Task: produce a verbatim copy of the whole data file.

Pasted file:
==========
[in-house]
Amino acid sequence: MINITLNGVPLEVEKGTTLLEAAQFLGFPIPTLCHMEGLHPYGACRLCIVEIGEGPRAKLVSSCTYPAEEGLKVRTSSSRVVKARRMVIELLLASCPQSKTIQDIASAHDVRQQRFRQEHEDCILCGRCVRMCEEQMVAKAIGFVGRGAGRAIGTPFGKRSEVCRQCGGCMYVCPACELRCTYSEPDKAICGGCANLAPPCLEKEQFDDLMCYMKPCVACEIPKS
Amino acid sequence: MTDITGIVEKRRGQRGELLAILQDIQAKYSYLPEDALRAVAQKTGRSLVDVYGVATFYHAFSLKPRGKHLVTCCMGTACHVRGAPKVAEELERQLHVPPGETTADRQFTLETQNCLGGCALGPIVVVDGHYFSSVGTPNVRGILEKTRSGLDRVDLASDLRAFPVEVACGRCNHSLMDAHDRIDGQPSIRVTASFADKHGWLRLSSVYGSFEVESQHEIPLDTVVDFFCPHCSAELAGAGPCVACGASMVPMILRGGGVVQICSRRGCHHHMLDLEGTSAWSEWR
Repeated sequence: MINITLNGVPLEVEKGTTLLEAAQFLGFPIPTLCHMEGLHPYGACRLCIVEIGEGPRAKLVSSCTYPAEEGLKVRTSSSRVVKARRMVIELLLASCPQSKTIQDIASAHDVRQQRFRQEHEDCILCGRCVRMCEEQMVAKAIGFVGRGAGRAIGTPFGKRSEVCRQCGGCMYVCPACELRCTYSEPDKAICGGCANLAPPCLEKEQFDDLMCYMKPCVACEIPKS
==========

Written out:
[in-house]
Amino acid sequence: MINITLNGVPLEVEKGTTLLEAAQFLGFPIPTLCHMEGLHPYGACRLCIVEIGEGPRAKLVSSCTYPAEEGLKVRTSSSRVVKARRMVIELLLASCPQSKTIQDIASAHDVRQQRFRQEHEDCILCGRCVRMCEEQMVAKAIGFVGRGAGRAIGTPFGKRSEVCRQCGGCMYVCPACELRCTYSEPDKAICGGCANLAPPCLEKEQFDDLMCYMKPCVACEIPKS
Amino acid sequence: MTDITGIVEKRRGQRGELLAILQDIQAKYSYLPEDALRAVAQKTGRSLVDVYGVATFYHAFSLKPRGKHLVTCCMGTACHVRGAPKVAEELERQLHVPPGETTADRQFTLETQNCLGGCALGPIVVVDGHYFSSVGTPNVRGILEKTRSGLDRVDLASDLRAFPVEVACGRCNHSLMDAHDRIDGQPSIRVTASFADKHGWLRLSSVYGSFEVESQHEIPLDTVVDFFCPHCSAELAGAGPCVACGASMVPMILRGGGVVQICSRRGCHHHMLDLEGTSAWSEWR
Repeated sequence: MINITLNGVPLEVEKGTTLLEAAQFLGFPIPTLCHMEGLHPYGACRLCIVEIGEGPRAKLVSSCTYPAEEGLKVRTSSSRVVKARRMVIELLLASCPQSKTIQDIASAHDVRQQRFRQEHEDCILCGRCVRMCEEQMVAKAIGFVGRGAGRAIGTPFGKRSEVCRQCGGCMYVCPACELRCTYSEPDKAICGGCANLAPPCLEKEQFDDLMCYMKPCVACEIPKS